Foreign Relations & International Law

Water Wars: With US Distracted, China Makes Moves

Jimmy Chalk
Friday, May 19, 2017, 8:49 AM

China Moves to Reinforce its Regional Influence on Multiple Fronts

Photo: Reuters

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China Moves to Reinforce its Regional Influence on Multiple Fronts

Photo: Reuters

With the United States embroiled in controversy, China continues to make moves on several fronts to broaden its influence in the South China Sea and in Asia more broadly.

On Thursday, China and ASEAN announced that they had reached agreement on the terms of a Code of Conduct framework to regulate their interactions in the South China Sea. In the works for upwards of 15 years, the Code of Conduct has until recently seemed unattainable due to perceived slow-walking by the Chinese. In recent months, however, China and ASEAN appear to have made swift progress. The actual provisions of the Code of Conduct are uncertain, as none of the parties have divulged any details since their announcement. Liu Zhenmin, China’s deputy foreign minister said only that “the draft framework contains only the elements and is not the final rules . . . . It will provide a good foundation for the next round of consultations.” Despite its vague terms, however, commentators say the finalization of the Code represents a diplomatic coup for the Chinese, “demonstrating that China and its neighbors can resolve their differences just fine without Washington’s help.”

On the heels of the ASEAN conference, the Philippines and China begin their own attempt to resolve their differences in the South China Sea today. The Philippine ambassador Chico Sta. Romana is leading the Philippines’ delegation to kick off discussions regarding the countries’ conflicting claims in the South China Sea. China’s delegation will be led by China’s deputy foreign minister Liu Zhenmin. Philippine President Rodrigo Duterte expressed his optimism regarding the talks, before signing a series of “windfall” economic cooperation deals that Duterte says “will strengthen our bilateral relationship.” Despite Duterte’s optimism, foreign affairs secretary Alan Cayetano says, “we don’t expect moving mountains.”

Finally, China’s One Belt, One Road summit concluded early this week, further as the world’s leading proponent of free trade and globalization. One Belt, One Road is a massive infrastructure undertaking spearheaded by China that would link Asian and Middle Eastern economies even more tightly to China. Its maritime branch passes through the South China Sea, and China appears ready to exercise its growing influence to the exclusion of parties it perceives as adverse to its ambitions—Singapore, with whom China has sparred recently, was not invited to this week’s summit.

In Other News…


China installed new “anti-frogmen” rocket launchers on Fiery Cross Island, which is claimed by China, the Philippines, Vietnam, and Taiwan. China appears to have installed the systems in order to protect the island from Vietnamese combat divers.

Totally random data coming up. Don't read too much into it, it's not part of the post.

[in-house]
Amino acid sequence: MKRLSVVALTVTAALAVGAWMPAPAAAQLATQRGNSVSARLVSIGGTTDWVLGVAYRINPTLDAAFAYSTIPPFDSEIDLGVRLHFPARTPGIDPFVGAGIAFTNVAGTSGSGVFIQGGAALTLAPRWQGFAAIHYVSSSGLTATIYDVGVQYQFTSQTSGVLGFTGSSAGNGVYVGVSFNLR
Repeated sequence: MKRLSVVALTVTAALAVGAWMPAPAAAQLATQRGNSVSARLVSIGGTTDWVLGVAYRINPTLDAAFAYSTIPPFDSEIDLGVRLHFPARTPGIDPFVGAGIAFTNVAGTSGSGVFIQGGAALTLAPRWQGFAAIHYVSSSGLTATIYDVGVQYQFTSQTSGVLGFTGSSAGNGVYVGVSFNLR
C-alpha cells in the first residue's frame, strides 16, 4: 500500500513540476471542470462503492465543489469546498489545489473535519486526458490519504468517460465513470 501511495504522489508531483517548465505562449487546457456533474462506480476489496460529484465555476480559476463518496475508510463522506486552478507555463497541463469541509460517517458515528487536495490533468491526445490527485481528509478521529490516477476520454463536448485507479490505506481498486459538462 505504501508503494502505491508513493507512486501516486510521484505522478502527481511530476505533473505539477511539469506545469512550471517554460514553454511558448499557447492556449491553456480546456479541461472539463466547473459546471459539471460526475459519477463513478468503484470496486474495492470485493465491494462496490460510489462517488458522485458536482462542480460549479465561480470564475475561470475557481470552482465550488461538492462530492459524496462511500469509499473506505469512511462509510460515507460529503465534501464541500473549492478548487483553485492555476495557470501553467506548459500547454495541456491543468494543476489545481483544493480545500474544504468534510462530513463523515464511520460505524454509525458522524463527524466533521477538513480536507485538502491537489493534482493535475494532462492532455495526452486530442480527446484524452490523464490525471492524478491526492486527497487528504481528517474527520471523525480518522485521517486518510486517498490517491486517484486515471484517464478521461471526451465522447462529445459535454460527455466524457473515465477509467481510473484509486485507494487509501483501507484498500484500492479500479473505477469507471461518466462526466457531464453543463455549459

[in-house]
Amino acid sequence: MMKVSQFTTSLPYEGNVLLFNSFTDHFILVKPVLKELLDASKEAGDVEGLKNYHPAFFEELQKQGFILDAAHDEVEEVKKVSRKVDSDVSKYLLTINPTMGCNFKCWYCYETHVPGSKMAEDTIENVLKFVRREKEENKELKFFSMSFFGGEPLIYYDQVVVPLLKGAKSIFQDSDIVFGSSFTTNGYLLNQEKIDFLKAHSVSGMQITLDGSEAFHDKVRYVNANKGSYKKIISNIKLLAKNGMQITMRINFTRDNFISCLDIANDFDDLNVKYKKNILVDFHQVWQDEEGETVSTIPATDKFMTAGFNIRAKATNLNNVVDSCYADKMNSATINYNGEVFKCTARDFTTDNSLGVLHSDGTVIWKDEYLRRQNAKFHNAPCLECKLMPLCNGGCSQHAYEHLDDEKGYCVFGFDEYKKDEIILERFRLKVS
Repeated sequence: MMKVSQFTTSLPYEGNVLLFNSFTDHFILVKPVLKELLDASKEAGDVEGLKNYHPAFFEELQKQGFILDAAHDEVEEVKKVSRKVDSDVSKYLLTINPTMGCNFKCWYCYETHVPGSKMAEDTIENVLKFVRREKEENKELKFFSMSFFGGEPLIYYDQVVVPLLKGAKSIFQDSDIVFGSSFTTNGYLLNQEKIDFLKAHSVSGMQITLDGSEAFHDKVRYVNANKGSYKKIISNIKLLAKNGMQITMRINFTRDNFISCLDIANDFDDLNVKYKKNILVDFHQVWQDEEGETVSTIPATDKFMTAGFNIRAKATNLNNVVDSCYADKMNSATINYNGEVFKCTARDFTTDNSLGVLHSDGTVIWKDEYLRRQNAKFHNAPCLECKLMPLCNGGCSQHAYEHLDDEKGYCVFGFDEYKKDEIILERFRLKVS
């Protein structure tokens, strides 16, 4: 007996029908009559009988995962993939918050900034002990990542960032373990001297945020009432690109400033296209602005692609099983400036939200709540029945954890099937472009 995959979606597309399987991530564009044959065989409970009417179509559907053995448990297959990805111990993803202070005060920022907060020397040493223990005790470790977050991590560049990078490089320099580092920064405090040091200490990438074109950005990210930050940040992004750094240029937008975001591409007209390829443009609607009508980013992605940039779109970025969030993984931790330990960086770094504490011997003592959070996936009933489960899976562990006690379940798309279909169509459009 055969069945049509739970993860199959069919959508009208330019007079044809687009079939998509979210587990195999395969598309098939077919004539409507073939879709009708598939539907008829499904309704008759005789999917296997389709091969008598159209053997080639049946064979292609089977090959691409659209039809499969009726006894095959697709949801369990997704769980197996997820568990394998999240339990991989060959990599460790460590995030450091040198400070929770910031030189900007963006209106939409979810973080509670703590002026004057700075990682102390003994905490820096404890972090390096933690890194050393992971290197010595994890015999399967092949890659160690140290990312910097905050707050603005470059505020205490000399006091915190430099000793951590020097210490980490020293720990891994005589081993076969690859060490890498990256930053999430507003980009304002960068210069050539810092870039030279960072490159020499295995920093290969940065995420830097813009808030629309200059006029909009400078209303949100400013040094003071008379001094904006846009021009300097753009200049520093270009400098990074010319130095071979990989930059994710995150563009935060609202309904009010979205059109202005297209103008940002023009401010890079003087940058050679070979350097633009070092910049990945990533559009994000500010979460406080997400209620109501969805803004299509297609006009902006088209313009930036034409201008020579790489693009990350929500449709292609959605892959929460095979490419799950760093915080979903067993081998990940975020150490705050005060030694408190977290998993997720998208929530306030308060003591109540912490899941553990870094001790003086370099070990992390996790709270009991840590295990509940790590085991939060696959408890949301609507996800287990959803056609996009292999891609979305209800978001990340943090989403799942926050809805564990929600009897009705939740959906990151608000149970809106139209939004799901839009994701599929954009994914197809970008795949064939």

Vietnam and China reached a bilateral agreement regarding their competing claims and conflicting forces in the South China Sea. The parties agreed to "manage and properly control maritime disputes, not take any actions to complicate the situation or expand the dispute, and maintain peace and stability in the South China Sea."

India and Singapore

India and Singapore, both notably underrepresented or absent from the One Belt One Road summit, began major military exercises in the South China Sea this week.


In Indonesia, four soldiers were killed and eight were wounded in a naval exercise near the Natuna Islands in the South China Sea when a Chinese-manufactured anti-aircraft gun malfunctioned.

Analysis, Commentary, and Additional Information

In this week’s analysis and commentary, Mira Rapp-Hooper of the Center for New American Security and Charles Edel of the U.S. Naval War College weigh “the high cost of stopping Freedom of Navigation operations” in the South China Sea. Ben Lowsen suggests that the expansion of Chinese “gray zone” operations (i.e., the pursuit of military objectives by non-military forces) poses a threat to international order, and requires a response from the United States. Finally, The National Interest’s Dave Majumdar reviews a soon-to-be-published white paper drafted by Admiral John Richardson, chief of naval operations for the United States Navy, which advocates for a far larger, more agile, and more technologically adept naval force.

Water Wars is our weekly roundup of the latest news, analysis, and opinions related to ongoing tensions in the South and East China Seas. Please email Sarah Grant with breaking news, relevant documents, or corrections.

Jimmy Chalk is a JD candidate at Harvard Law School. Before law school, he worked for five years as a multimedia journalist in Latin America, primarily for The New York Times. He graduated cum laude from New York University.

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